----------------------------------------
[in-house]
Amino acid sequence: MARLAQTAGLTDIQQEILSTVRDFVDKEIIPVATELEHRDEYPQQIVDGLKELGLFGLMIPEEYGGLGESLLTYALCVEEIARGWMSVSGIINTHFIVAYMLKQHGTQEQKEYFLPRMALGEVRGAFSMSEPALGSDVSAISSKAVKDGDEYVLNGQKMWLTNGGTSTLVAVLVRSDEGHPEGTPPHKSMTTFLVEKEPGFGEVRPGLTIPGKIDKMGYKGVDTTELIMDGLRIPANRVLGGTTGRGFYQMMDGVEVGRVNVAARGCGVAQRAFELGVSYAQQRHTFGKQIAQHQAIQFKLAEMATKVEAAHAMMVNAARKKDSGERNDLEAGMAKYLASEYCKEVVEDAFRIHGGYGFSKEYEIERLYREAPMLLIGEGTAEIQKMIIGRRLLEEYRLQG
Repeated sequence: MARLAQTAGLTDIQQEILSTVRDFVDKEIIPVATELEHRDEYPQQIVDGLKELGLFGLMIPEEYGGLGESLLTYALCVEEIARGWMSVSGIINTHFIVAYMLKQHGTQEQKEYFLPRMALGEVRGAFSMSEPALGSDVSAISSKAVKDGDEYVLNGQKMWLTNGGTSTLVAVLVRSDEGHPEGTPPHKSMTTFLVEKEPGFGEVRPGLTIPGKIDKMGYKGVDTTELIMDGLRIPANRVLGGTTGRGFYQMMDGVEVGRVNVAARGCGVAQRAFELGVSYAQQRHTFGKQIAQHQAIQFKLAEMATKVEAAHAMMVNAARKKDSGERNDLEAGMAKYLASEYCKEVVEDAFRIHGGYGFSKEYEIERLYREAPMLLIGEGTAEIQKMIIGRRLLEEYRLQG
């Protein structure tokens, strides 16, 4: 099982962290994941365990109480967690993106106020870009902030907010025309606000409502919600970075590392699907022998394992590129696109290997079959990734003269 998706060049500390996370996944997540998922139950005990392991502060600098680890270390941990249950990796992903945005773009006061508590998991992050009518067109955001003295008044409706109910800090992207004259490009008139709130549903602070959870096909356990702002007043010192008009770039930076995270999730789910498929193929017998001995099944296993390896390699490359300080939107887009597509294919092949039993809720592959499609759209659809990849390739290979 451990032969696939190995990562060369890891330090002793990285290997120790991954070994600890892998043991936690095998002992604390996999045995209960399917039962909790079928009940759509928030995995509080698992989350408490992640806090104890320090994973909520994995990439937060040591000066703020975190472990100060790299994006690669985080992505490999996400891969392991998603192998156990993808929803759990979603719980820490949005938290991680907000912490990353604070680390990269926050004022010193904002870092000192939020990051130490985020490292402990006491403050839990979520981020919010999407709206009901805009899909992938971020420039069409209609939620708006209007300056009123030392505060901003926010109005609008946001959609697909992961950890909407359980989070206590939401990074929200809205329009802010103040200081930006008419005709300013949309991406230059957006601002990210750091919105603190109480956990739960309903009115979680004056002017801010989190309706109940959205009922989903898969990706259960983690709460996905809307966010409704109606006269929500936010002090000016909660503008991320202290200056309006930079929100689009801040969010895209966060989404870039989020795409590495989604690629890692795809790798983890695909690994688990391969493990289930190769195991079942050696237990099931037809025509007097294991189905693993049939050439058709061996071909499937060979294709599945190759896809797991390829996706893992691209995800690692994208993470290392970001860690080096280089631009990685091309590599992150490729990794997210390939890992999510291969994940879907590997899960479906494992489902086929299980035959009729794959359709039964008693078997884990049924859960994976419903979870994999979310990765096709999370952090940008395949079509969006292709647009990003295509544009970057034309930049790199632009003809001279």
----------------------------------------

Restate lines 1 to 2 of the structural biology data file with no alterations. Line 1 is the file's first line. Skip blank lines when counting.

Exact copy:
[in-house]
Amino acid sequence: MARLAQTAGLTDIQQEILSTVRDFVDKEIIPVATELEHRDEYPQQIVDGLKELGLFGLMIPEEYGGLGESLLTYALCVEEIARGWMSVSGIINTHFIVAYMLKQHGTQEQKEYFLPRMALGEVRGAFSMSEPALGSDVSAISSKAVKDGDEYVLNGQKMWLTNGGTSTLVAVLVRSDEGHPEGTPPHKSMTTFLVEKEPGFGEVRPGLTIPGKIDKMGYKGVDTTELIMDGLRIPANRVLGGTTGRGFYQMMDGVEVGRVNVAARGCGVAQRAFELGVSYAQQRHTFGKQIAQHQAIQFKLAEMATKVEAAHAMMVNAARKKDSGERNDLEAGMAKYLASEYCKEVVEDAFRIHGGYGFSKEYEIERLYREAPMLLIGEGTAEIQKMIIGRRLLEEYRLQG